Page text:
We all have too many clothes. Wouldn’t it be wonderful to have a really limited wardrobe? Life would be simple. Just wear the same things. No fuss, no bother. No decisions.

4.Recognize the surprising forms that clutter sometimes takes.
From Julie Morgenstern in 10 ways to shed the clutter in your life
Clutter is not necessarily disorganization. Clutter is about what’s stagnant and stuck. Some people can find (and eliminate) clutter in their lives that they never expected.

5. Go through your house and find 5 very stagnant areas.
From Julie Morgenstern in 10 ways to shed the clutter in your life

With each one, ask yourself, “If all this were gone what would I miss?” Instantly you will recognize the treasures. Heave everything that’s not on the list. The answers are in your stuff. One client had a utility closet outside her kitchen. In that closet she found all kinds of things, but 80% of it was not used.  I asked what would she miss. A sewing machine that her grandmother had given her. Why? First, it came from her grandmother – but it was much more than that, it was the symbol of the creativity that she used to thrive on – the happiness she found in making clothes and creating things. That emerged. Everywhere we went, the treasures were the things that represented her creativity and her joy. She was able to reactivate. She’s lost 50 pounds, has started her own business. We didn’t know what she was going to do with that information. But she cleared out the clutter and it allowed her to pursue that creativity.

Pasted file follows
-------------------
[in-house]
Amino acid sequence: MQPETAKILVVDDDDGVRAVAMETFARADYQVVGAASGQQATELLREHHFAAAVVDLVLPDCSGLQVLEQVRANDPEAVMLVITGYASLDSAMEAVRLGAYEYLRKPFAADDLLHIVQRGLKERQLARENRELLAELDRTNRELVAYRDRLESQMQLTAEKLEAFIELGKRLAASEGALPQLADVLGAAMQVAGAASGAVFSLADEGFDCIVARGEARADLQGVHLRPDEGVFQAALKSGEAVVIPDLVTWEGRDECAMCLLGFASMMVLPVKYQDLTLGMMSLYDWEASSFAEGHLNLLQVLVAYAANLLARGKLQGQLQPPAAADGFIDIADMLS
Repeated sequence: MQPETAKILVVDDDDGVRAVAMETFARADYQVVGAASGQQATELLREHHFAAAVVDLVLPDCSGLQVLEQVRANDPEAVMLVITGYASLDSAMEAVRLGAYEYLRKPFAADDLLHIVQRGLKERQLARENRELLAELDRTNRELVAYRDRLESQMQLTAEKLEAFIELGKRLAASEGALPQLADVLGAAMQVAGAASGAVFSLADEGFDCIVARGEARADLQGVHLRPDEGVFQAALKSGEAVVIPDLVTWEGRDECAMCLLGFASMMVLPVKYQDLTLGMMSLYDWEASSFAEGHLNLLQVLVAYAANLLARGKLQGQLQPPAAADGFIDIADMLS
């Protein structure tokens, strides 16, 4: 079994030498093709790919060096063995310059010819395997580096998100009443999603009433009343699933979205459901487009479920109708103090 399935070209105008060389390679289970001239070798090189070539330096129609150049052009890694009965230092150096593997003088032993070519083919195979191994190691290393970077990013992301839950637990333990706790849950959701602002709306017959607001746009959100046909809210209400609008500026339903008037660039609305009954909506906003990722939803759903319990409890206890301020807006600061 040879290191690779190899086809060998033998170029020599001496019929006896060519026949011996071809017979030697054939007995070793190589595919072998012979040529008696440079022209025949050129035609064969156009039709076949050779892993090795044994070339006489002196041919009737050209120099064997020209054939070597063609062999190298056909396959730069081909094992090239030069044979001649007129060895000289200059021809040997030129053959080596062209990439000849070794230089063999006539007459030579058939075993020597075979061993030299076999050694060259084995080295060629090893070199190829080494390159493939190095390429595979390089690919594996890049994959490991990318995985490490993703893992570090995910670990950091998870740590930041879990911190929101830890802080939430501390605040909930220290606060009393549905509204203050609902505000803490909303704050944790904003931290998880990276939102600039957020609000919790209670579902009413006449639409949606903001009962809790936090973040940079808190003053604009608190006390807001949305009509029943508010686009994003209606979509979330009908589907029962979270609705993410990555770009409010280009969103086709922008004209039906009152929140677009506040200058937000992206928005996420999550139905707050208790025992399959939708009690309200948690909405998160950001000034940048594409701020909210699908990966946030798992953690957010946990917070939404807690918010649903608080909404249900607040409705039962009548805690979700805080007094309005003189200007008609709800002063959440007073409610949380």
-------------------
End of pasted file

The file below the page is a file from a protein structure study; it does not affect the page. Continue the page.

6. Let go – with love.
From mebutter in Clearing the clutter
I feel happy to have my memories and happier still to be ready to embark on a new life. It took me six years to reach this point where I could relinquish the last bits of my ex-husband’s belongings. I did it without anger, without regret. I did it with love. I packaged his china securely. I collected all his coins. I selected some photos of our daughter and his family for him to have. After this week, I will be lighter and freerer.

VN Featured Comment
How to recreate brows from scratch with makeup
Fashion & Beauty
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Today’s Featured Comment

From Lois Joy Johnson

Former beauty and fashion director of More magazine Lois Joy Johnson shares the following tips in her Vibrant Nation Beauty Guide, Great Hair After 50:

  1. In general, a medium, full brow with a gentle arch and extended elongated shape is youthful and attractive on most women.
  2. When you create a new brow with makeup, allow time for your eye to adjust to seeing your face with more brow definition.
  3. Don’t aim for symmetry since one brow is always higher or fuller or arched differently.
  4. Brow powders make filling in bald areas and creating a natural-looking shape where hairs are missing easier. You can use a brush-on brow powder applied to a waxy balm base (they often come in kits together), using a firm, flat-tip, angled brow brush to feather in hairs.
  5. You can also try a powder pencil for a similar and faster effect.
  6. Brush any brow makeup pencils or powders through with a spiral brush to soften and blend the makeup for a more natural look.
  7. I recommend Lancôme Le Crayon Poudre Powder Pencil for Brows ($24 click here to buy), Dior Powder Brow Pencil ($28 click here to buy), and Clarins Pro Palette Eyebrow Kit ($35 click here to buy), which has powder filler, wax, and brushes in one mirrored compact.

[This advice was orginally posted in this conversation. ~ Eds.]

Guess Who Made the List?
Health & Fitness, Work & Money
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Yoga Anita is honored and excited to be part of this list!

Popexpert is excited to recognize the Top 20 Mindful Life Coaches to Watch for 2015, chosen for their meaningful contributions to the mindful living movement and dedication to creating online learning opportunities for people around the world. These coaches are on a mission to help the world live, work and be more mindful in all aspects of life.